Thought we should have a thread dedicated to the slew of GOP primaries and caucuses happening on March 1, a week from tomorrow.
According to Frontloading HQ, here’s what’s on tap on the GOP side next Tuesday:
Qualifying thresholds for each state, and how delegates are allocated among the finishers in each state, are both a big deal on Super Tuesday. Frontloading HQ has a nice summary page of the rules, but there’s no way a summary can possibly capture all the details. You really need to click on the links for a few of the states to get a full appreciation of the chaos.
IMHO, the big thing is delegate allocation for Congressional districts. Each state gets 3 delegates per Congressional district, in addition to their at-large delegates. Most (but not all) of the March 1 primary states allocate 2 delegates to the winner of each CD and one to the second-place candidate.
In many cases, this is modified by a candidate clearing 50% in the districts getting all 3 delegates, or ditto if the second-place finisher doesn’t clear the state’s threshold.
And that’s the second big thing: qualifying thresholds. Alabama, Georgia, Tennessee, Texas, and Vermont have 20% thresholds, Arkansas and Oklahoma have 15% thresholds, Alaska’s is 13%, and Minnesota’s is 10%. If a candidate doesn’t clear the threshold, he gets no delegates.
Another thing is that some states turn into winner-take-all if a candidate wins an outright majority of the votes. Alabama, Arkansas, Georgia, Oklahoma, Texas, and Vermont all have 50% thresholds; other states either don’t have a WTA threshold or have one much higher than 50%.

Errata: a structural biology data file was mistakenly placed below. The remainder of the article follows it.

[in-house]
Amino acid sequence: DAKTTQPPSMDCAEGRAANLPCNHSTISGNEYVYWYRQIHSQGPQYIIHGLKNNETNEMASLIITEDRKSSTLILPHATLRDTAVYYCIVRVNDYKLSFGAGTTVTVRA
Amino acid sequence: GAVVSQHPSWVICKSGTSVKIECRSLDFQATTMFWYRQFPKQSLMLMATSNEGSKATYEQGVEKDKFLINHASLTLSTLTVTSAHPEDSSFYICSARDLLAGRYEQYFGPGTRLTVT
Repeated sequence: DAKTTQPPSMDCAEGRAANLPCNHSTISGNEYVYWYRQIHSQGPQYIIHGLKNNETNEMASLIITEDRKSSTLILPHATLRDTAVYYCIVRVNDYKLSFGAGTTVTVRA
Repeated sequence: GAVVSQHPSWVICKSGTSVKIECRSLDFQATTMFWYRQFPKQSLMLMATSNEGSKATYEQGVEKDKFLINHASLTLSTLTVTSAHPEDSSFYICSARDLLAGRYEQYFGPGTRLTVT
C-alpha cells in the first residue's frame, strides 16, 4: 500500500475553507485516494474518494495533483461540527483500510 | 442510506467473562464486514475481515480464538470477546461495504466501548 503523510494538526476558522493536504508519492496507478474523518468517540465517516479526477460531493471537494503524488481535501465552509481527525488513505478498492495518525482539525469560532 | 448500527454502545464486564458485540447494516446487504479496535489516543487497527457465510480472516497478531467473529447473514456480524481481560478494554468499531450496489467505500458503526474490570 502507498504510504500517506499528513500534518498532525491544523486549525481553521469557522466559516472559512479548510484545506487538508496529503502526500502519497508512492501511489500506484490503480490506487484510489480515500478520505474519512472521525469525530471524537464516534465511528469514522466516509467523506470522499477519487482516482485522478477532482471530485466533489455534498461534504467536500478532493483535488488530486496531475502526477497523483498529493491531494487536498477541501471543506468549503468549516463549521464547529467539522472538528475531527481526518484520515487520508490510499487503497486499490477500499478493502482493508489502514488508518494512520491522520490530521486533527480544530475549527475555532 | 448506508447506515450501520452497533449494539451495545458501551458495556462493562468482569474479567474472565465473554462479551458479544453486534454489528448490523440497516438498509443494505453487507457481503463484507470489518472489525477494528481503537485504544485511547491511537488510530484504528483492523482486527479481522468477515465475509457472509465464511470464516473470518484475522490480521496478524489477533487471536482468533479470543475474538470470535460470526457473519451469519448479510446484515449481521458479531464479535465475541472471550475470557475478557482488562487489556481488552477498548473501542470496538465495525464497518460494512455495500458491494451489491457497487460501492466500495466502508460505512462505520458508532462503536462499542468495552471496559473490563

Obviously, both the thresholds and the Congressional district delegate distribution are going to make things next to impossible for Carson (if he’s still in it) and Kasich to win more than a handful of delegates on Super Tuesday. So we can forget about them for the most part. (Can’t blame Kasich if he skips the whole deal, and moves on to Michigan, Ohio, and Illinois.)
The Congressional district delegate distribution is going to be a big boost to the candidate that gets a plurality, and is really going to hurt a candidate who finishes a clear third in a state - or hurt both the second- and third- place candidates if we have a lot of repeats of SC, where Trump won comfortably but it was close between Cruz and Rubio. If a state has 6 Congressional districts, and Trump wins them all, but Cruz and Rubio each finish second in 3 districts, then Trump gets 12 of the Congressional delegates, and the other two get 3 each.
The thresholds, OTOH, shouldn’t be a problem for Trump, Cruz, and Rubio, though I wouldn’t be surprised if Cruz or Rubio misses a cutoff somewhere: I’d expect it to be an exception that didn’t make much of a difference, delegate-wise.
Anyhow, it’s going to be quite the zoo.